But cooking was the least of my mother's duties. She was my grandmother's personal cheerleader, her therapist, the person who got her up and going, who tried to shift my grandmother's automatic negative outlook at least to neutral. One of my most common memories of those visits is the way my mother and grandmother sat around the kitchen table. My mother always looked like she was sitting on tacks and my grandmother always looked like she was sinking in mud. The sheer exhaustion she conveyed in the act of stirring her tea made it look like she was mixing cement.
Their conversations always stopped short when I walked in the room, but my mother didn't look at all like she looked in the many kitchen-table conversations she shared with her friends. When I became a therapist, I realized that during those times my grandmother and mother were "in session." It was only once we were on our way home again that I could see my mother's shoulders relax. She started smiling again and tolerated our loud and stupid car games.
In retrospect, I see how that pattern repeated itself with my therapist-husband when I was depressed, as we sat on the bed or at the table and he tried to get me to articulate what was wrong. Anyone who has ever been seriously depressed knows that that task is as daunting as asking a lame man to tap dance. In addition, it leads to mutual frustration, anger and, ultimately, helplessness. It was only when we both gave up the expectation that my husband could somehow "cure" me that we moved from pseudo therapy to true support. Instead of reaching out with well-intentioned "therapeutic" interventions, he shifted to questions like, "What would help right now?" My therapist was always willing to include Brian in our sessions and, even though they were not present, to recognize Brian and my daughter, Keara, not only as my support system but as people who were suffering also. This freed them from the responsibility of those awful sessions at the kitchen table, where the certainty is that if you stay with this depressed person for one minute longer, you will drown as well.
I moved to Boston with my husband and daughter to do a postdoctoral fellowship at McLean Hospital. My first cousin the firstborn in her family of seven was going through her own hell at the time from depression, a hell that culminated in suicide in her early twenties. My own deepening depression and my cousin's suicide catapulted me into psychotherapy with a psychiatrist referred by my health plan. I told him I was anxious. He told me I was depressed. Yeah, I admitted, I had my moods, but no way was I depressed in the way my cousin or grandmother was. As evidence against his diagnosis, I listed my accomplishments, the many responsibilities I fulfilled. But 30 minutes into my session with him I was convinced that I was indeed depressed. At the end of our first session, he turned to me solemnly and said, "You really believe that life is something to be endured, to be overcome." I looked back at him suspiciously, wondering if it was a trick question. "It isn't?" I asked. He told me we had our work cut out for us and scheduled a session for the next week.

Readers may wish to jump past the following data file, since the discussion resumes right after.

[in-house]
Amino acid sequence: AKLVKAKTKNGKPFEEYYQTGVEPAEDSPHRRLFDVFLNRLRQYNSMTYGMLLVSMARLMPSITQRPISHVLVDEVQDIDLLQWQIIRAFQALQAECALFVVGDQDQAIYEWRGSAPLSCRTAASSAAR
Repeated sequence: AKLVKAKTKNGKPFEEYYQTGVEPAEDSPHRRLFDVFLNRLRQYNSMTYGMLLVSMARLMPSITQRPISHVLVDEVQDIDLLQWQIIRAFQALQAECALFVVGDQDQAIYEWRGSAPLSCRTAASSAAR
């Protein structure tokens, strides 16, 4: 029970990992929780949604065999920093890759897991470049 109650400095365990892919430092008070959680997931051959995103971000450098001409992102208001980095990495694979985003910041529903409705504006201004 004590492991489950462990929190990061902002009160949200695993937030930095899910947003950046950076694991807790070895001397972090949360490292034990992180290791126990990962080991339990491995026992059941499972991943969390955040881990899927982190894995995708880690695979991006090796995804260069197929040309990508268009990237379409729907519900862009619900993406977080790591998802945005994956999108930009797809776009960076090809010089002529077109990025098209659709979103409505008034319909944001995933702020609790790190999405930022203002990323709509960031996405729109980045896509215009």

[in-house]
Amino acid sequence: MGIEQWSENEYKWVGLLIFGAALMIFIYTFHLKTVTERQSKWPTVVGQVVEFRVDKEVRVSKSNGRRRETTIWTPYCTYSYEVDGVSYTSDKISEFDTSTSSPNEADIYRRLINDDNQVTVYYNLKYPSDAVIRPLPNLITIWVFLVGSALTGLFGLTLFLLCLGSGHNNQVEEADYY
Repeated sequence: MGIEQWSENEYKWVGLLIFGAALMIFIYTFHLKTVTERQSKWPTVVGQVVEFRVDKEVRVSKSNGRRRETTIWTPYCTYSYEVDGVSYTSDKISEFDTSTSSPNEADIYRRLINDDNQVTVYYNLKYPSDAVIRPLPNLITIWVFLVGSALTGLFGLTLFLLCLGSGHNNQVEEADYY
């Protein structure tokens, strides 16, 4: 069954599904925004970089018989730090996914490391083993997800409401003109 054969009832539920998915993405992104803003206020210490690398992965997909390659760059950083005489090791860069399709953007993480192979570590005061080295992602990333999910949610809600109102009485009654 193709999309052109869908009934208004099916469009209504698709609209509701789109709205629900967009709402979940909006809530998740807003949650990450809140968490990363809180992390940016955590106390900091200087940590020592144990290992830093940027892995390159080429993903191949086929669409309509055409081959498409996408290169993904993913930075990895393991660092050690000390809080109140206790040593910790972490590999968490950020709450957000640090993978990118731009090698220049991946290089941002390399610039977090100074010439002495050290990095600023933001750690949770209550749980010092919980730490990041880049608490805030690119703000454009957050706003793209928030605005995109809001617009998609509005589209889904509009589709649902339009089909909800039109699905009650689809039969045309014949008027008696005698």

But my depression continued despite insight, despite a good marriage, despite a child I dearly loved. I finally agreed to try antidepressants and was horrified when my psychiatrist recommended imipramine, the same medicine my grandmother had used in her late seventies, with moderate success, but difficult side effects. My psychiatrist must have registered the horror on my face. He reassured me that he always chooses as the first antidepressant a drug that has worked with other family members.
He was right. The medicine helped quickly and dramatically. It lifted a lifelong weight off my back and made me wonder, "Is this how regular people feel?" But like many people who take psychotropic medications for significant periods of time, I struggled with questions like, "Why can't I do this on my own?" or, looking at the tiny pills, I wondered, "Is this all that stands between hell and me?"
Fortunately my psychiatrist and I already had a strong therapeutic relationship. Yet despite the benefits of the antidepressant, I still feared that I was destined to be my grandmother, a fear no drug could erase. I didn't want her resignation, her helplessness, her just-be-low-the-surface bubbling anger or her genuine and horrible suffering. I also didn't want to have the impact that she had on her family, particularly on my mother. I did not want my daughter to take on the yoke of responsibility and resent me for it. I had already watched three generational scenarios: My great-grandmother's influence on my grandmother, both of their influences on my mother and all three of their influences on me. The one that scared me most was the next one the weight of all four of us on my 11-year-old daughter.
In addition to support, the therapy focused on developing an understanding of the commonalities I shared with each woman, appreciating aspects of our shared legacies as some of the things I most valued in myself. I also had to articulate the differences between myself and each of them. I worked to understand that depression did not negate me, it just made my life different and difficult hopefully, for a limited amount of time, and that no one genetically, biologically or psychologically is the blueprint for anyone else. Being haunted is not the same as being cursed.
This blog is excerpted from "The Legacy," by Martha Manning. The full version is available in the January/February 1997 issue, Uncommon Sense: Reviving Ophelia's Mary Pipher Helps Families Stay Sane in a Crazy World.